S. KarlN. HalderJ. K. KelsoS. A. Ritchie and G. J. Milne, A spatial simulation model for dengue virus infection in urban areas, BMC Infec. Dis., 14 (2014), p447. doi: 10.1186/1471-2334-14-447. Google Scholar

[16]

A. KhanM. Hassan and M. Imran, Estimating the basic reproduction number for single-strain dengue fever epidemics, Infectious Diseases of Poverty, 3 (2014), p12. doi: 10.1186/2049-9957-3-12. Google Scholar

[17]

L. LambrechtsK. P. PaaijmansT. FansiriL. B. CarringtonL. D. KramerM. B. Thomas and T. W. Scott, Impact of daily temperature fluctuations on dengue virus transmission by Aedes aegypti, Proc. Nat. Acad. Sci., 108 (2011), 7460-7465. doi: 10.1073/pnas.1101377108. Google Scholar

[18]

M. LiG. SunL. YakobH. ZhuZ. Jin and W. Zhang, The Driving Force for 2014 Dengue Outbreak in Guangdong, China, PLoS ONE, 11 (2016), e0166211. doi: 10.1371/journal.pone.0166211. Google Scholar

[19]

Y. Lou and X.-Q. Zhao, A reaction-diffusion malaria model with incubation period in the vector population, J. Math. Biol., 62 (2011), 543-568. doi: 10.1007/s00285-010-0346-8. Google Scholar

[20]

P. Magal and X.-Q. Zhao, Global attractors and steady states for uniformly persistent dynamical systems, SIAM. J. Math. Anal., 37 (2005), 251-275. doi: 10.1137/S0036141003439173. Google Scholar

[21]

R. Martin and H. L. Smith, Abstract functional differential equations and reaction-diffusion systems, Trans. of A.M.S., 321 (1990), 1-44. Google Scholar

[22]

R. D. Nussbaum, Eigenvectors of nonlinear positive operator and the linear Krein-Rutman theorem, in Fixed Point Theory, Lecture Notes in Mathematics (eds. E. Fadell, G. Fournier), 886, Springer, New York/Berlin, (1981), 309–330. Google Scholar

[23]

M. Oki and T. Yamamoto, Climate change, population immunity, and hyperendemicity in the transmission threshold of dengue, PLoS ONE, 7 (2010), e48258. doi: 10.1371/journal.pone.0048258. Google Scholar

[24]

A. PakhareY. SabdeA. JoshiR. JainA. Kokane and R. Joshi, A study of spatial and meteorological determinants of dengue outbreak in Bhopal City in 2014, PLoS Negl. Trop. Dis., 53 (2016), 225-233. Google Scholar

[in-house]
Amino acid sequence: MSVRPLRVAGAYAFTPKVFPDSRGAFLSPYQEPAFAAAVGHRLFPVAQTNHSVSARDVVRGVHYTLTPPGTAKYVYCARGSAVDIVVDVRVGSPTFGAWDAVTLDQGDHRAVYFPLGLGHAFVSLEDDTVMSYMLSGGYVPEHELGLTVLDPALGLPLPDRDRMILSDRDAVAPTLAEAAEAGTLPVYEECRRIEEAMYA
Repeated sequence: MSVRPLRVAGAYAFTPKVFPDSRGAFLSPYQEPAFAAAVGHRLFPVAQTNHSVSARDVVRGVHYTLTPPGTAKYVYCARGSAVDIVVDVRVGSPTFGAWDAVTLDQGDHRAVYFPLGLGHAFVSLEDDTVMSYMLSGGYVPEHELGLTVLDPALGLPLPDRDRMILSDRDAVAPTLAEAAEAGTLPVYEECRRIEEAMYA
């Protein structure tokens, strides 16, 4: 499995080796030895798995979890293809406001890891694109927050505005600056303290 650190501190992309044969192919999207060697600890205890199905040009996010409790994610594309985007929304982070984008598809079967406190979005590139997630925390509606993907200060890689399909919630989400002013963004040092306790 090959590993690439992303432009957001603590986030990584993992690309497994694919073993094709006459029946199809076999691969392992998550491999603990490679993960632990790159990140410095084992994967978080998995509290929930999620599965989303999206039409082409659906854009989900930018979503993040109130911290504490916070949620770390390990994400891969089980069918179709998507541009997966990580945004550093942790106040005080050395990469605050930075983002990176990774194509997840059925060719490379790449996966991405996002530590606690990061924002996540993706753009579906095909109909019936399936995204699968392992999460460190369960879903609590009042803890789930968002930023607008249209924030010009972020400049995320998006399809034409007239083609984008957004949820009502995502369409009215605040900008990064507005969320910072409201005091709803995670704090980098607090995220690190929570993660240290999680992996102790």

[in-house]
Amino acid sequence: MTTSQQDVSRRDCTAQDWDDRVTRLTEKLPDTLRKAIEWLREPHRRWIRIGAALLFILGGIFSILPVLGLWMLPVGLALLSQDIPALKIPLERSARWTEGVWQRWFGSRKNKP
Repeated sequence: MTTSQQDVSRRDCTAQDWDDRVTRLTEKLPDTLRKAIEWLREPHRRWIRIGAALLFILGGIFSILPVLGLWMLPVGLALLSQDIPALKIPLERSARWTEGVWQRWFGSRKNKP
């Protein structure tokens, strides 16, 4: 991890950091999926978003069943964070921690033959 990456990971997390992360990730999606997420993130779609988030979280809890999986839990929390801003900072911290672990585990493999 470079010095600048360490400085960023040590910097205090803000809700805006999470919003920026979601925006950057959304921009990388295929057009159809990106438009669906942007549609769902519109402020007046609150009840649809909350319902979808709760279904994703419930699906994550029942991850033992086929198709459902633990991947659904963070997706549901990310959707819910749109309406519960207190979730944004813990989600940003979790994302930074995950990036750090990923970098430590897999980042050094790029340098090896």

[25]

W. G. PanhuisaM. ChoisybX. XiongaN. S. Choka and P. Akarasewid, Region-wide synchrony and traveling waves of dengue across eight countries in Southeast Asia, Proc. Nat. Acad. Sci., 112 (2015), 13069-13074. Google Scholar

[26]

J. A. PatzD. Campbell-LendrumT. Holloway and J. A. Foley, Impact of regional climate change on human health, Nature, 438 (2005), 310-317. doi: 10.1038/nature04188. Google Scholar

[27]

S. T. R. PinhoC. P. FerreiraL. EstevaF. R. BarretoV. C. M. e Silva and M. G. L. Teixeira, Modelling the dynamics of dengue real epidemics, Phil. Trans. R. Soc. A, 368 (2010), 5679-5693. doi: 10.1098/rsta.2010.0278. Google Scholar

[28] M. H. Protter and M. F. Weinberger, Maximum Principles in Differential Equations, Springer Verlag, 1984. Google Scholar
[29]

V. RaclozR. RamseyS. Tong and W. Hu, Surveillance of dengue fever virus: A review of epidemiological models and early warning systems, J. Vector Borne Dis., 6 (2012), e1648. doi: 10.1371/journal.pntd.0001648. Google Scholar

[30]

C. P. SimmonsJ. J. FarrarN. van Vinh Chau and B. Wills, Dengue, N. Engl. J. Med., 366 (2012), 1423-1432. doi: 10.1056/NEJMra1110265. Google Scholar

[31]

H. L. Smith, Monotone Dynamical Systems: An Introduction to the Theory of Competitive and Cooperative Systems, Math. Surveys Monogr 41, American Mathematical Society Providence, RI, 1995. Google Scholar

[32]

H. L. Smith and X.-Q. Zhao, Robust persistence for semidynamical systems, Nonlinear Anal., 47 (2001), 6169-6179. doi: 10.1016/S0362-546X(01)00678-2. Google Scholar

[33]

A. K. Supriatna, Estimating the basic reproduction number of dengue transmission during 2002-2007 outbreaks in Bandung, Indonesia, Dengue Bulletin, 33 (2009), 21-32. Google Scholar